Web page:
PMBO AAB1NH

The Winlink 2000 Network

Winlink 2000 is a worldwide radio messaging system that takes advantage of the Internet where possible. It does this in order to allow the end-user more radio spectrum on the crowded spectrum. Winlink 2000 has an interesting history that may be worth reviewing.  Currently, there are approximately 9,300 radio users on all the classes of users and approximately 98,000 Internet recipients. Monthly traffic averages over 150,000 messages or 280,000 minutes. Each message has an average duration of approximately 3.4 minutes and each message averages approximately 3,200 bytes. The Pactor 1, 2 and 3 protocols are used on HF, and AX.25 Packet, D-Star and 802.11 are used on VHF/UHF. Growth of the system is dependent on the various classes of users, including normal Amateur use, emergency communications organizations such as the ARRL ARES® and RACES, the UK Cadet forces, Army MARS and others. Most recently, there has been an increasing interest in emergency communications, and the Winlink 2000 development team has responded by adding features and functions that make the system more reliable, flexible and redundant. The role of Winlink 2000 in emergency communications is to supplement existing methodologies to add another tool in the toolkit of the various volunteer services deploying such emergency communications in their communities of interests.

Winlink 2000 has been assisting the maritime community, NOAA, the United Nations,  the US. Coast

Guard and other agencies for over 6 years now. Only recently has it been brought to the attention of the greater emergency communications community due to  recent domestic disasters.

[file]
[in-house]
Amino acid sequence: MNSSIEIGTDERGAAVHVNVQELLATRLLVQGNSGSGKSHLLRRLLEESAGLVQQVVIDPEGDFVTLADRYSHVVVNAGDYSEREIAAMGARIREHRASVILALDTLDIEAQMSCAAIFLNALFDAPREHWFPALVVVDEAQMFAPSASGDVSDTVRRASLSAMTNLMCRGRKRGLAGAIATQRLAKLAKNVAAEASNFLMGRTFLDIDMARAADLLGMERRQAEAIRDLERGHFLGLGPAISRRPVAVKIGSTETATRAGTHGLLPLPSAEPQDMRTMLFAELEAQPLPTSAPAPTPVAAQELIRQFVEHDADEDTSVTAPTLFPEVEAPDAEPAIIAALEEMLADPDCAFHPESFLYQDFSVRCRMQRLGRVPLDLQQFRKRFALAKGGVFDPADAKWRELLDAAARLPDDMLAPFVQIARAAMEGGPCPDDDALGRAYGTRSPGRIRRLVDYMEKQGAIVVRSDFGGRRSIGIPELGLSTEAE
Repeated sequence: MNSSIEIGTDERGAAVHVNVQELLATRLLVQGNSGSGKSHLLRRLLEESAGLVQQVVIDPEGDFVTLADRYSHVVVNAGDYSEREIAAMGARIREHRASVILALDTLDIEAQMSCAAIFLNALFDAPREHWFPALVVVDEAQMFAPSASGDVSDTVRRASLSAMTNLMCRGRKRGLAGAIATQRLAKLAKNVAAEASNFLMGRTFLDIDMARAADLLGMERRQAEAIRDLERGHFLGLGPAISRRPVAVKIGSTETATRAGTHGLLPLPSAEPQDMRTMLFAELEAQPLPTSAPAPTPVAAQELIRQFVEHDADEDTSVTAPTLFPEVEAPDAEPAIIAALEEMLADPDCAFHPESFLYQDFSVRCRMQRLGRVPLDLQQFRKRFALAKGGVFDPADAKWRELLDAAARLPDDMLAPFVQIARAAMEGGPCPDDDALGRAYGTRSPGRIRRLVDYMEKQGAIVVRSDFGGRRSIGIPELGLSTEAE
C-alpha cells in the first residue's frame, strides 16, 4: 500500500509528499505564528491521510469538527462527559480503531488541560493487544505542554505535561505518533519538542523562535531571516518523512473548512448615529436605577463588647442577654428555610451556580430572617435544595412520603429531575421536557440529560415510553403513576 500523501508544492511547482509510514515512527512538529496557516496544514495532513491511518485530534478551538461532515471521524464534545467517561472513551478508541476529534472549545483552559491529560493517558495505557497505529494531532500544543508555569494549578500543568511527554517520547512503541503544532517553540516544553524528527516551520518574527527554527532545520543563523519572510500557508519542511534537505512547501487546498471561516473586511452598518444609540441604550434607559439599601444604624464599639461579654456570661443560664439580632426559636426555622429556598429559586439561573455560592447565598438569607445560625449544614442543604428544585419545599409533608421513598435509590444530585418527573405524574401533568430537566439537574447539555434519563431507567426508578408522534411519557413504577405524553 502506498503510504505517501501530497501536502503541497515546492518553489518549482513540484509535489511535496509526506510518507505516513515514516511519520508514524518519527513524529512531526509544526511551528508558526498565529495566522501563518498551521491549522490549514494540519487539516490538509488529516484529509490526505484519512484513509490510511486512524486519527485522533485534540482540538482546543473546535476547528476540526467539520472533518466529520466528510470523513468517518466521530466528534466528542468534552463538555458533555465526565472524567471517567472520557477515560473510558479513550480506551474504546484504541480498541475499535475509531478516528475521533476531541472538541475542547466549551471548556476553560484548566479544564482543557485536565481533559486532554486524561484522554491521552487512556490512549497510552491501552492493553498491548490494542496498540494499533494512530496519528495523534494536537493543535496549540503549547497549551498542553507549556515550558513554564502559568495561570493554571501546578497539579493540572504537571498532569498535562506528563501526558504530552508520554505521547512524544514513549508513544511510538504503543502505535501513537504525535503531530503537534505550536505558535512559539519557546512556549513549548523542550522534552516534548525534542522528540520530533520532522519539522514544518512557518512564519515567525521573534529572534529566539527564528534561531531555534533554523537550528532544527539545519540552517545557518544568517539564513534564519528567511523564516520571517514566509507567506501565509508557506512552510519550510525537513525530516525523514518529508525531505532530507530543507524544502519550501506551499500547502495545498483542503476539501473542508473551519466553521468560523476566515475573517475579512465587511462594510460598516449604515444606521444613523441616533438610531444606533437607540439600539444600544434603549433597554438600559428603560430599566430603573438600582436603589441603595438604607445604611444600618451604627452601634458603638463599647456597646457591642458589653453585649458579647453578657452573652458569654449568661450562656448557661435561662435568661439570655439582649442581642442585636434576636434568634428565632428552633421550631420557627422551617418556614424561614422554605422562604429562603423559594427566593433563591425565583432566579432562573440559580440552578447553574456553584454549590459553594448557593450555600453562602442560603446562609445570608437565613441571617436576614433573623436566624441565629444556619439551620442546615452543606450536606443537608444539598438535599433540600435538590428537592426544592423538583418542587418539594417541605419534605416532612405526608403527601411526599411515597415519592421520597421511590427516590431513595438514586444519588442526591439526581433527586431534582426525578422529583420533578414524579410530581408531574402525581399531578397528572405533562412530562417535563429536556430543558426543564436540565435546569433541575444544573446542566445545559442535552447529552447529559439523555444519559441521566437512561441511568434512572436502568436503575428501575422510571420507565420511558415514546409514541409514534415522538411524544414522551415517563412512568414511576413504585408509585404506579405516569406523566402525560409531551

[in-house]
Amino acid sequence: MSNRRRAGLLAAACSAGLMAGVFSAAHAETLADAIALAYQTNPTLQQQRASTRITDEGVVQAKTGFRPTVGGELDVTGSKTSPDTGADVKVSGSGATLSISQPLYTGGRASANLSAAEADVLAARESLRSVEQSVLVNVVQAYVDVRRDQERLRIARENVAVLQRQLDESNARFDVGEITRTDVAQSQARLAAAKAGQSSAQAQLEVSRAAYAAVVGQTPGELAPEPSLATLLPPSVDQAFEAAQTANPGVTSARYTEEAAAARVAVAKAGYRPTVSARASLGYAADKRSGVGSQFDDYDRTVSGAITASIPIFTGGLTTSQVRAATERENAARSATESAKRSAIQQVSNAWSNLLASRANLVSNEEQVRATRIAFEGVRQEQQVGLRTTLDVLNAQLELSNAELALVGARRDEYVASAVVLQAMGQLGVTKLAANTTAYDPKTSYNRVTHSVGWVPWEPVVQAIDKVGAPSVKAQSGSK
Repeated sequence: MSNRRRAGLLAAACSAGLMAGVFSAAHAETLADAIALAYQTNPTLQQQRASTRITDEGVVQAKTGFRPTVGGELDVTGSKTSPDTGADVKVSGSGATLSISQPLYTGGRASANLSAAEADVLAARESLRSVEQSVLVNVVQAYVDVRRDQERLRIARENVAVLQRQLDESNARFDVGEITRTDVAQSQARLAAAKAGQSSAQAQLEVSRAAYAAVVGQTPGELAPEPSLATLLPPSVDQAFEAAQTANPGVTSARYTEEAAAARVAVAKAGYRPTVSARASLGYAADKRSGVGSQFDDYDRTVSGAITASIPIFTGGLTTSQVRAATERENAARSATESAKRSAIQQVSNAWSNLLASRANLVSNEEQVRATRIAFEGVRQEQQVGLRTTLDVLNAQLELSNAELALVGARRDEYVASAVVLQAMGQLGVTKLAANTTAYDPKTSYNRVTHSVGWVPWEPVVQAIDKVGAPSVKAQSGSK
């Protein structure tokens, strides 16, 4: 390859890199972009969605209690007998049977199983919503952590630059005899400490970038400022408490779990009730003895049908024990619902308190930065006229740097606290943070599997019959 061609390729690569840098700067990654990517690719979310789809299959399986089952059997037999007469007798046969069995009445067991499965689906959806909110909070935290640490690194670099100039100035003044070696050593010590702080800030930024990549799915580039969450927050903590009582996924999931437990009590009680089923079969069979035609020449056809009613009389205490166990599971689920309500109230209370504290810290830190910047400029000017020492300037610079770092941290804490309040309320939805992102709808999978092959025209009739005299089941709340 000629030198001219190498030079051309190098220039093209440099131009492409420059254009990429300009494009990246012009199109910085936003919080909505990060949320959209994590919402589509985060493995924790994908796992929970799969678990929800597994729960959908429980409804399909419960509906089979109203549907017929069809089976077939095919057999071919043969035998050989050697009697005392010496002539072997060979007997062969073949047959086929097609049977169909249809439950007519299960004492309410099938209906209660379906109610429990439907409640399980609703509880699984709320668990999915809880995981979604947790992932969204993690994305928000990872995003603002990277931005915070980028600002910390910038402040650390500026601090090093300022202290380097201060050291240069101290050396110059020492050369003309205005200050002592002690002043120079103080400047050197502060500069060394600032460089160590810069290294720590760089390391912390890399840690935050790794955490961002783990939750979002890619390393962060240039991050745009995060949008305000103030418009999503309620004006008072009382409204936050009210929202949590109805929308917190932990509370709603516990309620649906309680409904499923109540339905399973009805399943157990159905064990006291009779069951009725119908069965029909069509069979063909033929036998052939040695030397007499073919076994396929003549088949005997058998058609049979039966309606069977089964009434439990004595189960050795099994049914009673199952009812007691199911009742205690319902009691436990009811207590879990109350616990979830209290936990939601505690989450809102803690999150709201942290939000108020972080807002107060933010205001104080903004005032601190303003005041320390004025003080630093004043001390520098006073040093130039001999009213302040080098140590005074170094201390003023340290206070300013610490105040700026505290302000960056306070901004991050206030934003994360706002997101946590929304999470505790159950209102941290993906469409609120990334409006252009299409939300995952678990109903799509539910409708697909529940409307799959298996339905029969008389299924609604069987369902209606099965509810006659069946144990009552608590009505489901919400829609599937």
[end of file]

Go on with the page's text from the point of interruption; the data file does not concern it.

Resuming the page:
Over the last several years, the system is used almost daily by the maritime community for locating lost vessels. The US Coast Guard requests the location and condition of vessels from the 7,500 plus maritime Winlink users on an on-going basis. In addition, during the Asian Tsunami, Winlink 2000 maritime users played an important role in early communications. This was also true of the Chilean/Peruvian storms, the failure of INTELSAT 804, which left hundreds of Islands without reliable communications, and many other hurricane related episodes in the Caribbean and Atlantic Sea. Such acts went unnoticed until the domestic weather disasters brought Winlink 2000 to the attention of many, including a positive mention in post-Katrina reports from the US House of Representatives and the White House.

Several years ago, the Department of Homeland Security suggested to the ARRL president that the Amateur community should design and maintain a national digital network for emergency communications purposes.  Winlink 2000 was their network of choice. Today, the ARRL Amateur Radio Emergency Service® (ARES) and Radio amateur civil emergency service (RACES) has been busy deploying Winlink 2000 county by county across the country . In addition other non-Amateur volunteer services such as the Army Military Affiliate Radio System and the UK Cadet Forces, the Salvation Army, the GA Baptist Relief organization, and many other such agencies  have utilized Winlink 2000 for their radio e-mail, both in emergencies and when no other communications outlets have been available .  These most recent activities resulted from the use of Winlink 2000 during the most recent domestic hurricane disasters.